DEFINE OBJDIST,64 is something the program itself uses. This defines a constant called OBJDIST with the value 64. This is a bit of a pain, because the assembler is dumb as hell. Basically, OBJDIST is meant to be an index into memory register 64, not the number 64. It all depends how its used as to what the computer interprets it as, so be warned :)

Next we actually get onto the start of the code. The part before the colon is a label. This creates a constant (like by DEFINE) that has the position in the program in it. Be warned that this, again, can be used as a number or even an index to a memory register. In this case, Start contains the value 0, because it is right at the start of the program.

Next, there is the OpCode. This is the name of the instruction in the virtual machine. Each opcode consists of the name of the instruction, an underscore (even if there are no parameters), and a letter for each parameter that is required. R stands for register, and so if 5 were used as the parameter, the value in memory register number 5 would be accessed. This is what OBJDIST was meant to be used as. The second type of parameter, L stands for Literal, this means use the number for what it is. For instance, 5 will actually mean 5. This is what Start is Meant to be used as.

The MOV_RL command takes the value in the second parameter and moves it into the first. Now, the way in which the virtual machine in the Robot tells it to do stuff is by memory-mapping. Basically, the end few memory registers (511,510,509,508) are used to talk to the robot. Accessing the command register PCOMMAND and putting the value CMUSE2 in it tells the robot to use whatever is on its second side. In this case, an eye. The robot then puts the result in some other registers. For the eye, the distance of the object is put in register PPARAM1 and the type of object in PPARAM2.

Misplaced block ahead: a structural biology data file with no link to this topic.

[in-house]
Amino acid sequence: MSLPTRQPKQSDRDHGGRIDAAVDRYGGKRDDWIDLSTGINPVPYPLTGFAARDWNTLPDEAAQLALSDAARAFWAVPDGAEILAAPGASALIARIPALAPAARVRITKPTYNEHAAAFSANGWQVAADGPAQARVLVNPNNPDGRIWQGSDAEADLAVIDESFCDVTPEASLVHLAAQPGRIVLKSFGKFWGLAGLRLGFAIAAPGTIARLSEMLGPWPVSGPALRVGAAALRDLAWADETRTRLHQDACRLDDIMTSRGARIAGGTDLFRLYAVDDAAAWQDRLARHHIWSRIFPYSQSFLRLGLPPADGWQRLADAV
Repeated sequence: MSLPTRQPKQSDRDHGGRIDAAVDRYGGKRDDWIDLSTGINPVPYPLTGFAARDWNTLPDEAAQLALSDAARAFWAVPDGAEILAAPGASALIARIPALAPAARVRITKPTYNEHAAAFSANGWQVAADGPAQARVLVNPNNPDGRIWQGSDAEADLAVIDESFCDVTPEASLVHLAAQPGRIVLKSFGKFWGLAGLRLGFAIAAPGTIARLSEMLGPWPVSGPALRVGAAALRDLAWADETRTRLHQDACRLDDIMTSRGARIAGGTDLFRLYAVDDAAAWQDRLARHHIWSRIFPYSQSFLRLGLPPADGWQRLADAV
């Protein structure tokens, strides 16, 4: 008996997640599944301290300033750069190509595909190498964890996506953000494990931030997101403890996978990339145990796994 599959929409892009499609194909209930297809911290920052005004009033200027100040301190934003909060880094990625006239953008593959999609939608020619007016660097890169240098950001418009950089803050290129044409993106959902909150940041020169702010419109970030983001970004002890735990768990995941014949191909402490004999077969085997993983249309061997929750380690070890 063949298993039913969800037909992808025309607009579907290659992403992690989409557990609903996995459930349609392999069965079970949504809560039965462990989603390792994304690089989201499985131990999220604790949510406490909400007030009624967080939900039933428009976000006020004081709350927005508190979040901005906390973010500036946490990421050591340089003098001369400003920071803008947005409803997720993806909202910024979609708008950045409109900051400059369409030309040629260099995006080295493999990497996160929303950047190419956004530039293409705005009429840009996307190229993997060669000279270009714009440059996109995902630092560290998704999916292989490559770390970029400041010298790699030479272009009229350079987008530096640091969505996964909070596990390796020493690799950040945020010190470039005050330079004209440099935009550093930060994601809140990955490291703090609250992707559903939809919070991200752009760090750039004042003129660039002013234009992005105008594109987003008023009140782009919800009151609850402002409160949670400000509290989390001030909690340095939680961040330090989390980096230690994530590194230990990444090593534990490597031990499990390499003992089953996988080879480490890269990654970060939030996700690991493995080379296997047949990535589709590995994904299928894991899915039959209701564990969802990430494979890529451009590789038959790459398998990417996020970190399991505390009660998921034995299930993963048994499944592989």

The commands you can use are :
MOV_RL PCOMMAND,CMLEFT Turn left 90 degrees
MOV_RL PCOMMAND,CMRIGHT Turn right 90 degrees
MOV_RL PCOMMAND,CMMOVE Move Forward one step
MOV_RL PCOMMAND,CMUSE1..4 Use whatever is on that side. for guns, fire and put the free ammo in PPARAM1, for eyes, see the description above.
MOV_RL PCOMMAND,CMRANDOM Put a random number between 0 and PPARAM1 into PPARAM1 - useful for decision-making (no... really)
MOV_RL PCOMMAND,CMSTATUS PPARAM1=Health; PPARAM1=1 if hit, 0 otherwise; PPARAM3=Free Ammo

There's some extra info for using the eyes... PPARAM2 contains what the object found was. This is either LOPEN,LROCK,LAMMO,LHEALTH,LROBOT or LMISSILE.

What follows is a list of OpCodes and what they're used for. If anyone wants to provide any more data, feel free :) The number after each one is the opcode number. This isn't really much use, 'cept I ripped them out of the java code and it was in there. Also i've used Java notation for some things. It should be pretty self explanatory...

NOP_ = 0;
Do Nothing

END_ = 1;
End the program

GOTO_L = 2;
Goto program step (0)

CALL_L = 3;
Goto program step (0) and save current step on the stack

RETURN_ = 4;
Go to the program step that is on the stack

SE_RL = 5;
Skip next instruction if (0)=(1)

SNE_RL = 6;
Skip next instruction if (0)<>(1)

SLT_RL = 7;
Skip next instruction if (0)<(1)

SGT_RL = 8;
Skip next instruction if (0)>(1)

SE_RR = 9;
Skip next instruction if (0)=(1)

SNE_RR = 10;
Skip next instruction if (0)<>(1)

SLT_RR = 11;
Skip next instruction if (0)<(1)

SGT_RR = 12;
Skip next instruction if (0)>(1)

MOV_RL = 13;
(0) = (1)

MOV_RR = 14;
(0) = (1)

SWAP_RR = 15;
(0) <-> (1) - Swaps contents of first and second registers

CLR_R = 16;
(0) = 0

PUSH_R = 17;
Pushes (0) onto the stack

PUSH_L = 18;
Pushes (0) onto the stack

POP_R = 19;
Pops the top of the stack into (0)

ADD_RR = 20;
(0) += (1)

ADD_RL = 21;
(0) += (1)

SUB_RR = 22;
(0) -= (1)

NEG_R = 23;
(0) = -(0)

SHL_RL = 24;
(0) = (0) << (1)

SHR_RL = 25;
(0) = (0) >> (1)

MUL_RR = 26;
(0) *= (1)

MUL_RL = 27;
(0) *= (1)

DIV_RR = 28;
(0) /= (1)

DIV_RL = 29;
(0) /= (1)

Thats it, kindof. Have fun ;)
Created by and Copyright (c) Gordon Williams 2003